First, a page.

Andrea Chambers, whose editing career has spanned both books and magazines (Time, People, Penguin Putnam, and Primedia) has a new venture: She has turned a “longstanding interest in education” into The Study Center, an after-school homework center for kids in the fourth grade and above. The Center opened September 23 at 106 East 86th Street. Later in the year, The Study Center also plans to offer writing workshops and an introduction to newspaper and magazine editing for high-school students. For more information, call (212) 831-5343 or email StudyCenter101@aol.com.
Joe Esposito, onetime President of Encyclopedia Britannica, and prior to that, head of Random’s Reference Division, was appointed President and CEO of SRI Consulting, a for-profit subsidiary of SRI International, a not-for-profit research organization. He can be reached at email@example.com.
Anne-Lise Spitzer has been named VP Creative Marketing Director for Knopf. She was VP Director of Sales Promotion
. . . Harcourt announces that Jennifer Gilmore has been promoted to Publicity Director, Adult Books, replacing Arlene Kriv who has left the company. . . Michael Fragnito has moved from BN.com to Alan Kahn’s new Barnes & Noble publishing division.
Small Press Center holds its first workshop of the season, “Today’s Best Book Promotion Options — Online” on October 3. On October 8, Christopher Lehmann-Haupt will interview Jason Epstein at the Small Press Center, at 20 W. 44th Street. Go to www.smallpress.org.
• The Professional/Scholarly Publishing Division of the AAP Journals Committee presents a Luncheon Roundtable: “To Renew or Not to Renew…And What to Renew,” on October 17 from 12:00 p.m. to 3:00 p.m. at the AAP’s NY office, 71 Fifth Avenue (between 14th & 15th Streets). Among those participating are Virginia Massey-Borzio from the Eisenhower Library at Johns Hopkins; Nathan Baum, Digital Resources Librarian, Stony Brook University; Carol Bekar, Group Director, Bristol-Myers Squibb; and Suzanne Fedunok, head of Coles Science Center, NYU. Contact Sara Brandwein at (212) 255-0200 ext. 257.
New York Is Book Country celebrated its 24th anniversary on September 29, with record crowds and 190 exhibitors. After a hiatus of a year (the show had been cancelled last September), and despite competing fairs and events (including the New Yorker’s literary festival), initial research suggests that many more books were sold this year than in previous years. This is in part due to the number of attendees, says new Executive Director Courtney Muller, but also because more exhibitors chose to sell books directly at their booths. In addition, there were a broad range of high profile writers and celebrities on hand: Target, the fair’s sponsor, had a performance stage where Julie Andrews and R.L. Stein were among those autographing; Barnes & Noble had Isabella Rossellini; Mysterious Bookshop featured Mary Higgins Clark, Lawrence Block, and Harlan Coben; the NYPL booth featured Art Spiegelman (a major attraction); and Bank Street had John Lithgow on hand.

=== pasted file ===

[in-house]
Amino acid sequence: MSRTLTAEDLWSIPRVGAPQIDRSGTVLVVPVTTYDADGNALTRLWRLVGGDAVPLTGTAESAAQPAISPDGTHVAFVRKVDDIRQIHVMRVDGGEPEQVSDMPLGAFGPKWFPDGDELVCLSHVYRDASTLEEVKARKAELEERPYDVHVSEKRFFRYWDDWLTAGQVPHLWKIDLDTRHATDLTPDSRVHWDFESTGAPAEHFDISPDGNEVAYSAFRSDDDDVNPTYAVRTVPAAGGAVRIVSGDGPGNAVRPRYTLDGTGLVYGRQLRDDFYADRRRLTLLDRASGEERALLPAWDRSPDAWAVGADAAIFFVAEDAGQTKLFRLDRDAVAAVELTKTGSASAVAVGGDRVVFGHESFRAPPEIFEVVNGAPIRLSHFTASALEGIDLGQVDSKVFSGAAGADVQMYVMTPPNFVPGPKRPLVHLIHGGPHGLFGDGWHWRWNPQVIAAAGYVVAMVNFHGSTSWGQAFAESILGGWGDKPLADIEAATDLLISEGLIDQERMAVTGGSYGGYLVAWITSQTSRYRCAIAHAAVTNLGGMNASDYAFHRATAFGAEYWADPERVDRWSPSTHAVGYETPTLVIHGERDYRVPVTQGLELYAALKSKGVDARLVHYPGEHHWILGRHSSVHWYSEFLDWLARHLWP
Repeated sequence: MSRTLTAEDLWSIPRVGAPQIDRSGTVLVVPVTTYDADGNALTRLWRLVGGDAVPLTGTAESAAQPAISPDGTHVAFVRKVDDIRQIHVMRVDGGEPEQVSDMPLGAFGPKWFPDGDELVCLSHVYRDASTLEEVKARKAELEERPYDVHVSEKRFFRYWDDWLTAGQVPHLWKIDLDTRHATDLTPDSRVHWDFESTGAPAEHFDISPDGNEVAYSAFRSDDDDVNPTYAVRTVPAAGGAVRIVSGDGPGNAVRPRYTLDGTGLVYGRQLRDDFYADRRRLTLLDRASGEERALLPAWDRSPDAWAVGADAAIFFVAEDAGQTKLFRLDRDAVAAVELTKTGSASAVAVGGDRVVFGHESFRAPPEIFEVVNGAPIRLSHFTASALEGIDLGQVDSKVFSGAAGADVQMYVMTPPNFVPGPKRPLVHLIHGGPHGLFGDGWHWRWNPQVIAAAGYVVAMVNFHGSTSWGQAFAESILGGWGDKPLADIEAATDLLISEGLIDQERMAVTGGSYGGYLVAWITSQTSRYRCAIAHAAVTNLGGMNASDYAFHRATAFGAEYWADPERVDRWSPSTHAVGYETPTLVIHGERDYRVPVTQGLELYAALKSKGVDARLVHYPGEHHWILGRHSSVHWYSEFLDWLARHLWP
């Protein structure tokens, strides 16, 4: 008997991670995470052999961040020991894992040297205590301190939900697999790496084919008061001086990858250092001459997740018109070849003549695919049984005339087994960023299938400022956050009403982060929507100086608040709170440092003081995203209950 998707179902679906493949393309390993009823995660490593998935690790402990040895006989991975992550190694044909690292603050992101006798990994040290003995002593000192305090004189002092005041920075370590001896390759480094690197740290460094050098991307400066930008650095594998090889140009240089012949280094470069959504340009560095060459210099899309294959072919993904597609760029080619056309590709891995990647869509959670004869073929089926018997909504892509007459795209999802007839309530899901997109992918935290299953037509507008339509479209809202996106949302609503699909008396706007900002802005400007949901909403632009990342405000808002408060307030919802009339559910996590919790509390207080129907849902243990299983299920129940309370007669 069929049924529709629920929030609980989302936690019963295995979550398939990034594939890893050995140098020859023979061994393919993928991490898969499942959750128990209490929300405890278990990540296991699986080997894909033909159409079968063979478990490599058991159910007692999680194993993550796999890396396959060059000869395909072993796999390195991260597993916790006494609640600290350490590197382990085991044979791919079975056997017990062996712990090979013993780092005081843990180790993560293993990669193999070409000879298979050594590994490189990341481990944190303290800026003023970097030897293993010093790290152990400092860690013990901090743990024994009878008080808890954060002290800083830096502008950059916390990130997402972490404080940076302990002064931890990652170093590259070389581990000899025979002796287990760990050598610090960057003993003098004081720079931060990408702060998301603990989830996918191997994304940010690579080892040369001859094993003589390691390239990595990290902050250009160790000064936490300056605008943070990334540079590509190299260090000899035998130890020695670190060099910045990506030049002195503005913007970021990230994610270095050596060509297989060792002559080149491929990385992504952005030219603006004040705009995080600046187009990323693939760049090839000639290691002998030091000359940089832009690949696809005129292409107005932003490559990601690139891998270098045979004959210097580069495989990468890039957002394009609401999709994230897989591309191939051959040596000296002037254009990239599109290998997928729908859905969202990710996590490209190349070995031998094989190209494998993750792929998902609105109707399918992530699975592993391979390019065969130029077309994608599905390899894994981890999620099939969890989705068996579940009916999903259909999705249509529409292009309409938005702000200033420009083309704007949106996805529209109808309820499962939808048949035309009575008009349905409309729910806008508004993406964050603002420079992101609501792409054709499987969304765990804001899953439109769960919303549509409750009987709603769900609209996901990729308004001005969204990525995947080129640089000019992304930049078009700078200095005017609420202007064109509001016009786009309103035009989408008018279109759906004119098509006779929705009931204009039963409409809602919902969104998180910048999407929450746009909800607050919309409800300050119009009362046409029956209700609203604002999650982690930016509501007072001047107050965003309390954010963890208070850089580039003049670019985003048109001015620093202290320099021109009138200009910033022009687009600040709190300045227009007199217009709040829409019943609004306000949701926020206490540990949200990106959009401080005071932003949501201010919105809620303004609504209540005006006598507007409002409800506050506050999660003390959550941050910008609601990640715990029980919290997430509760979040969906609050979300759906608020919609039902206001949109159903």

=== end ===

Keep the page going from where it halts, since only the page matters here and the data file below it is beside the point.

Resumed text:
• PW and Bookseller contributor Gayle Feldman is doing a bio of Bennett Cerf, to be published by — you got it — Random House. Feldman tells PT, “The idea for doing a biography came during my National Arts Journalism research fellowship year at Columbia, when I spent some time going through a fraction of his papers and found them hugely entertaining. So I did a proposal and sent it myself to Bob Loomis for his advice. Loomis was hired by Cerf in 1957 and also has a particular interest in publishing history.” Loomis will edit the book, and Betsy Lerner is the agent.
PARTIES & EVENTS
Otto Penzler and Thomas Cook co-hosted a party with Vintage to celebrate the publication of Best American Crime Writing on September 17 at the Lotos Club. Vintage honcho Marty Asher was present, along with several of the writers from the anthology, and various publishing and media types, including PW’s Jeff Zaleski, Michele Slung, and Lynn Goldberg.
• NYIBC’s Mayor’s Reception, which kicked off the organization’s events, took place at the imposing Surrogate’s Court on September 24. Mike Bloomberg himself was there, though he barely had time to take his flak jacket off after his trip to Afghanistan. Also present were retiring NYIBC President Linda Exman, and Courtney Muller, who takes over October 1; Alyse Myers, Chair of the organization; and a slew of authors including Judy Blume, Nelson DeMille, Dominick Dunne, Leonard Lopate, and Malachy McCourt.
To Ballantine, at 50 and to AMS, turning twenty later this year. Meanwhile, according to the press release, “Fifteen years ago — on September 30, 1987 — Dominique Raccah invested $17,000 from the 401K she accumulated during her 7 years at advertising giant Leo Burnett. She started a publishing company in an upstairs bedroom of her home with the publication of one title: Financial Sourcebooks Sources. That one title blossomed into more, and today Sourcebooks publishes approximately 120 books per year in nearly every shape, size, format, and subject.”